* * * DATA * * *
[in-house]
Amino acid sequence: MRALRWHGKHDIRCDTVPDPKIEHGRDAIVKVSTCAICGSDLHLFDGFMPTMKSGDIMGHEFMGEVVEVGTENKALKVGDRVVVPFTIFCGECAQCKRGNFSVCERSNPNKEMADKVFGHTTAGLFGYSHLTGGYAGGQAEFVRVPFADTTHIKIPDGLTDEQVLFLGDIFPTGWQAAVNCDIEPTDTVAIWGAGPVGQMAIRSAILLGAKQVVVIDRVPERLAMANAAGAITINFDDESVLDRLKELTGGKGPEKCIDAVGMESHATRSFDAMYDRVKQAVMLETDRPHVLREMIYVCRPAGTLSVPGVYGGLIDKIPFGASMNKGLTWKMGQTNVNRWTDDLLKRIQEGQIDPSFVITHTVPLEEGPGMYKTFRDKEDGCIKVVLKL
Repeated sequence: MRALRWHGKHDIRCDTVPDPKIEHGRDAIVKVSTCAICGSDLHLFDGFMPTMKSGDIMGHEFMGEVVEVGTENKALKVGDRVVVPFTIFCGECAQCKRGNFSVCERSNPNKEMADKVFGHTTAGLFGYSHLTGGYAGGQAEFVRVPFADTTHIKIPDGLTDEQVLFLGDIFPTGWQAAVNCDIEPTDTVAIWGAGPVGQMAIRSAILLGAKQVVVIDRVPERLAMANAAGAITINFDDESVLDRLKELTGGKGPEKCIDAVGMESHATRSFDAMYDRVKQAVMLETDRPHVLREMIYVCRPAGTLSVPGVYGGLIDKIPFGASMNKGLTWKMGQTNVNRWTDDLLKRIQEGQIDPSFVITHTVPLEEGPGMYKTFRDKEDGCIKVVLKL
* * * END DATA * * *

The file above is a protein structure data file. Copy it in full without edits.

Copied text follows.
[in-house]
Amino acid sequence: MRALRWHGKHDIRCDTVPDPKIEHGRDAIVKVSTCAICGSDLHLFDGFMPTMKSGDIMGHEFMGEVVEVGTENKALKVGDRVVVPFTIFCGECAQCKRGNFSVCERSNPNKEMADKVFGHTTAGLFGYSHLTGGYAGGQAEFVRVPFADTTHIKIPDGLTDEQVLFLGDIFPTGWQAAVNCDIEPTDTVAIWGAGPVGQMAIRSAILLGAKQVVVIDRVPERLAMANAAGAITINFDDESVLDRLKELTGGKGPEKCIDAVGMESHATRSFDAMYDRVKQAVMLETDRPHVLREMIYVCRPAGTLSVPGVYGGLIDKIPFGASMNKGLTWKMGQTNVNRWTDDLLKRIQEGQIDPSFVITHTVPLEEGPGMYKTFRDKEDGCIKVVLKL
Repeated sequence: MRALRWHGKHDIRCDTVPDPKIEHGRDAIVKVSTCAICGSDLHLFDGFMPTMKSGDIMGHEFMGEVVEVGTENKALKVGDRVVVPFTIFCGECAQCKRGNFSVCERSNPNKEMADKVFGHTTAGLFGYSHLTGGYAGGQAEFVRVPFADTTHIKIPDGLTDEQVLFLGDIFPTGWQAAVNCDIEPTDTVAIWGAGPVGQMAIRSAILLGAKQVVVIDRVPERLAMANAAGAITINFDDESVLDRLKELTGGKGPEKCIDAVGMESHATRSFDAMYDRVKQAVMLETDRPHVLREMIYVCRPAGTLSVPGVYGGLIDKIPFGASMNKGLTWKMGQTNVNRWTDDLLKRIQEGQIDPSFVITHTVPLEEGPGMYKTFRDKEDGCIKVVLKL